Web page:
Friends tell me I shouldn't feel guilty or feel bad. They say I shouldn't let it get to me. It's just business. But that's easier said than done and none have any concrete advice. What are some actual techniques for unloading guilt like this?

Last edited by AccidentalVulcan; 11-15-2023 at 07:30 PM..
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Old 11-16-2023, 04:39 AM
13,254 posts, read 8,332,154 times
Reputation: 31427
Its your feelings and they are neither silly or worthy of dismissing.

You are in tune with your well established rapport in client relations. It is natural to go thru the torn phase of "knowing what is right" in your seeking a new career and "letting go" of the foundation you built.

I say follow thru with your current mindset.

You are experiencing the "loss" of these relations and the accolades that came with it. Its absolutely normal, natural to feel guilt since you have not made it public to those in business.

You probably also can dig up some wonderful conversations you had over the years with your clients. Let that be the ointment to bring a smile ....when the guilt reigns in.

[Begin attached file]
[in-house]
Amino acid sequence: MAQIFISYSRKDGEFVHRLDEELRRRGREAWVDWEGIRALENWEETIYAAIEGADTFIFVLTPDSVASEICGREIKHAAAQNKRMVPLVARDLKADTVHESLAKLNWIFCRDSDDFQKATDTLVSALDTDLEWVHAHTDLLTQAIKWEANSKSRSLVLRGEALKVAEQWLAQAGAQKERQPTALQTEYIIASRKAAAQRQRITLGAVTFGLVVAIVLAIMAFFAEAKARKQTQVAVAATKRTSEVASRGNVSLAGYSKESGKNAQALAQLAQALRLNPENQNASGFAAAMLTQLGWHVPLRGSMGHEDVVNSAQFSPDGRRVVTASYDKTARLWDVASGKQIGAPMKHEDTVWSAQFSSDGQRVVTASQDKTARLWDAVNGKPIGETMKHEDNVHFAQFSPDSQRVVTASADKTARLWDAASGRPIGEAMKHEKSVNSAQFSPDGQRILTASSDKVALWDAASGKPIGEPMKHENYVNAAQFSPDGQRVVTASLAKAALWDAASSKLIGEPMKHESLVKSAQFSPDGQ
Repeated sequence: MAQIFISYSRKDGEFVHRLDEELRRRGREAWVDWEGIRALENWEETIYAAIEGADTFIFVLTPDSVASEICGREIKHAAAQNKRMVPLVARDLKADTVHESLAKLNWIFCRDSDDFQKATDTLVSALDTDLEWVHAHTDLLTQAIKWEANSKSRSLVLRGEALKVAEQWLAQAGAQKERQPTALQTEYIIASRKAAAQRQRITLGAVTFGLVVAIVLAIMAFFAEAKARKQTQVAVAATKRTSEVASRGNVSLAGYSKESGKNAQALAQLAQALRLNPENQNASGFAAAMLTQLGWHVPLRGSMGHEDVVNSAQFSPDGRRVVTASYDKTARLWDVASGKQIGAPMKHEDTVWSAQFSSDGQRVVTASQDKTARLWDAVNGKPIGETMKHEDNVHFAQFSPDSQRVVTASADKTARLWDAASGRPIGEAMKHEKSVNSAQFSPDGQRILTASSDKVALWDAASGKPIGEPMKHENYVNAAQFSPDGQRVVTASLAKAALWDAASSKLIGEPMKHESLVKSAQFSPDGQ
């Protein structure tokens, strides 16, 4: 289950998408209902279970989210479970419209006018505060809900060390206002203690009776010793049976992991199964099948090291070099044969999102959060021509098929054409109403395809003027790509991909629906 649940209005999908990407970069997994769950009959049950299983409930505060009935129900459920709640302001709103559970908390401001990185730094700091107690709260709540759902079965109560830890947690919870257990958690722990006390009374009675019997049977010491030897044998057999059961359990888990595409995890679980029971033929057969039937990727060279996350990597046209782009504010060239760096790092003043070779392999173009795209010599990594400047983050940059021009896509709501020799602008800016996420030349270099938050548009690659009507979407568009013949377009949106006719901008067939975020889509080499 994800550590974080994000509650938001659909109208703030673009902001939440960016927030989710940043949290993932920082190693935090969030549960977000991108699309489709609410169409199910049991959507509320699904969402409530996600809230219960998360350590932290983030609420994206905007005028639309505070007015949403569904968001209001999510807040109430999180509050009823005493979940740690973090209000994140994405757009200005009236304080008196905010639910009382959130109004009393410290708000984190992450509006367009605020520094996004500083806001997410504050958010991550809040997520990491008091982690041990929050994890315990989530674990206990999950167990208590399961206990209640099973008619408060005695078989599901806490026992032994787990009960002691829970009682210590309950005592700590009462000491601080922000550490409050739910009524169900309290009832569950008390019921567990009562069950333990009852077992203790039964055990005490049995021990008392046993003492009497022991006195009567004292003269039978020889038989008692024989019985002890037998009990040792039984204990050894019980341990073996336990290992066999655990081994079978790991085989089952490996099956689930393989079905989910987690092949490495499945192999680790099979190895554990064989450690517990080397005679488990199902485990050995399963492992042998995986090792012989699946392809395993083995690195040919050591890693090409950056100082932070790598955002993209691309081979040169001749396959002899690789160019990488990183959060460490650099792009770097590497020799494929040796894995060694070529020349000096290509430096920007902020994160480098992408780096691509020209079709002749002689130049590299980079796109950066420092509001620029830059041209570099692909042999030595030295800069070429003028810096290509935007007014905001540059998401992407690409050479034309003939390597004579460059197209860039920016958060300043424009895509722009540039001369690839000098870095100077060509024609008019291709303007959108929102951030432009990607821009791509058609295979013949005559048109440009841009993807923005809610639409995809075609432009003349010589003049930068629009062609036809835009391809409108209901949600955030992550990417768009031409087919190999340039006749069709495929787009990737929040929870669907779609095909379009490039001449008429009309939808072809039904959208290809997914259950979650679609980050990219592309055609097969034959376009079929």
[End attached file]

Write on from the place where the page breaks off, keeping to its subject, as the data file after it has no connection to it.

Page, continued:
Letting go is not a Quick motion, its a slow burn towards the bend in the road.

And yes those that impacted our lives in our careers will indeed understand and dearly wish you well as you change course in job and deed.

Carry the joy that awaits you and slowly put to past the guilt that is there...
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Old 11-16-2023, 08:58 AM
1,082 posts, read 562,485 times
Reputation: 1808
I can relate to this somewhat. I've changed jobs before and intend to do it again at some point, and for me it's hard not to feel bad for those people whose lives will be directly altered by my decisions. What I realized a long time ago is that it's never the people who cause you to leave who end up suffering after you go. In other words, if I leave a job due to horrible management, it's not the horrible managers whose daily existence is turned upside down, but rather my closest co-workers who may have had no role in my decision.

Still, we have to do what's in our best interest, whatever the consequences may be.
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Old 11-16-2023, 11:07 AM
23,519 posts, read 69,925,450 times
Reputation: 48893
Is it guilt, or is it anticipating loss?

Guilt is generally a regret for having harmed a person, group, animal, by an action or a lack of action with foreknowledge of possible outcomes.